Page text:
Speak – or Remain Silent?

What do you do when you see an injustice? Do you publicize it? Attempt to correct it? Confront those responsible?

What if in doing so you make the situation worse? What if innocent people are harmed by your corrective measures?

For Canadian Parliamentarians this isn’t an academic question. On Monday they voted in favor of a motion that says China’s treatment of its Uighur Muslim population is a genocide as defined by the United Nations.

China’s ambassador to Canada denounced the vote beforehand, saying Canada’s Parliament has no right to meddle in China’s internal affairs. China is practicing counter-terrorism measures, he says, not genocide.

The unanimous vote (with the Prime Minister and his cabinet absent) is unlikely to do anything to help the Uighurs. China has made it clear it doesn’t care what the world thinks of its treatment of minorities. Without serious sanctions, which would hurt a world addicted to cheap Chinese goods as much as it would hurt China, that attitude is unlikely to change.

Arguably, nothing the Canadian Parliament can say or do would make things worse for the Uighurs. But China is holding two Canadians as political prisoners in a separate dispute (which is too lengthy to address today). This vote is unlikely to do anything to better their situation, and may indeed make it worse.

That, I am sure, was in the minds of those Parliamentarians who voted on Monday – and in the minds of those who chose not to be present. They were presented with a no-win situation.

Do you vote to censure China, knowing that there could be direct punishment of Canadian citizens in that government’s power? Or do you stay silent in the hopes of protecting the men known to Canadians as “the two Michaels.?”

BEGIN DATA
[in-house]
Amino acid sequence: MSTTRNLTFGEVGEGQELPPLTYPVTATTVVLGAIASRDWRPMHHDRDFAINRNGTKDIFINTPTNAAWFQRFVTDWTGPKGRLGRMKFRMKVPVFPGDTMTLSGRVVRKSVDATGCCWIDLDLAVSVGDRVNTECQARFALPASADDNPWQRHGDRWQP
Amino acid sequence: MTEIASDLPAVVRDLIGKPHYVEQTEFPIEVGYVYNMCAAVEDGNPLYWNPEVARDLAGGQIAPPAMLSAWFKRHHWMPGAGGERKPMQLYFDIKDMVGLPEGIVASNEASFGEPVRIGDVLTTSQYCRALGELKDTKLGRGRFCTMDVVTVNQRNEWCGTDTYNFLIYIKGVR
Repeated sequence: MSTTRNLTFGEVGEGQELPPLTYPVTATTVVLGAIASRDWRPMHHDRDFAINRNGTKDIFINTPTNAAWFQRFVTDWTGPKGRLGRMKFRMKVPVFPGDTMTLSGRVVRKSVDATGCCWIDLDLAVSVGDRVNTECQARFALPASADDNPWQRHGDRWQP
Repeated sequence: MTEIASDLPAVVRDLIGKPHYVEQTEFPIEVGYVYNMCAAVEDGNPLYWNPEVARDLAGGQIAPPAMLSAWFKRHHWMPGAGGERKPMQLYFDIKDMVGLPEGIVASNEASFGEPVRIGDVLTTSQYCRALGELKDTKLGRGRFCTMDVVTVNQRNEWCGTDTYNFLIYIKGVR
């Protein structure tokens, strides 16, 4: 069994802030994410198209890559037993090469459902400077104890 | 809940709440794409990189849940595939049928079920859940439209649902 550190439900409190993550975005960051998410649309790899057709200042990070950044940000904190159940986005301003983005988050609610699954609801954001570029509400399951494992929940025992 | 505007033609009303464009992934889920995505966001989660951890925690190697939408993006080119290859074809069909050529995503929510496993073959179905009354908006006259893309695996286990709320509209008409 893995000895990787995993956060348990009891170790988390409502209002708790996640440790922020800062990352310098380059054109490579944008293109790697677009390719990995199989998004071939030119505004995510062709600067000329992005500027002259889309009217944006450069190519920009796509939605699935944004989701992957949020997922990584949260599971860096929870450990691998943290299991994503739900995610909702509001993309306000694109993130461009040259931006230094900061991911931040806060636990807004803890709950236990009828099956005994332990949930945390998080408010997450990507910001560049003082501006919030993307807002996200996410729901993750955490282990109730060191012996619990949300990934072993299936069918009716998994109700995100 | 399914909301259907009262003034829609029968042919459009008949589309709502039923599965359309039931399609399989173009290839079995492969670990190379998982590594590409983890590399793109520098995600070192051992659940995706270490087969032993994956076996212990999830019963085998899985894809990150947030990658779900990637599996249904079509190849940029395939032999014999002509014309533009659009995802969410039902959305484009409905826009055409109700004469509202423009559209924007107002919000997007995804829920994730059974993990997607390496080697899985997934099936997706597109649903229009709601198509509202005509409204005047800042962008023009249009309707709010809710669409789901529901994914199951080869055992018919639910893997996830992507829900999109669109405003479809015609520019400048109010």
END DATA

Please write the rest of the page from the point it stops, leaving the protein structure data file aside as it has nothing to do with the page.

The United Nations has wrestled with the question of international sovereignty. Are there limits to what a country can do within its borders? Starting in the 1990s, the Canadian government began promoting the concept of “responsibility to protect,” something adopted unanimously by the United Nations in 2005.

Under this convention, countries have the responsibility to speak out against injustice, to use diplomatic and non-violent measures to persuade an offender to mend its ways. That is what Canada has done here.

What would you do in such a situation? How would you vote? Could you vote for the motion, knowing China would probably take out its anger on your citizens it holds hostage?

Would it be better to stay silent, perhaps working quietly through diplomatic channels? Or is it better to let the world know just how unacceptable the Chinese treatment of this minority is?

We live in a world with many injustices, some big, some little. When do you speak out? Are you prepared to pay the price that comes with doing so?

Are you prepared to pay the price for silence?

One comment

  1. “Are you prepared to pay the price for silence?” I think this is the right question; may we have the right answer.

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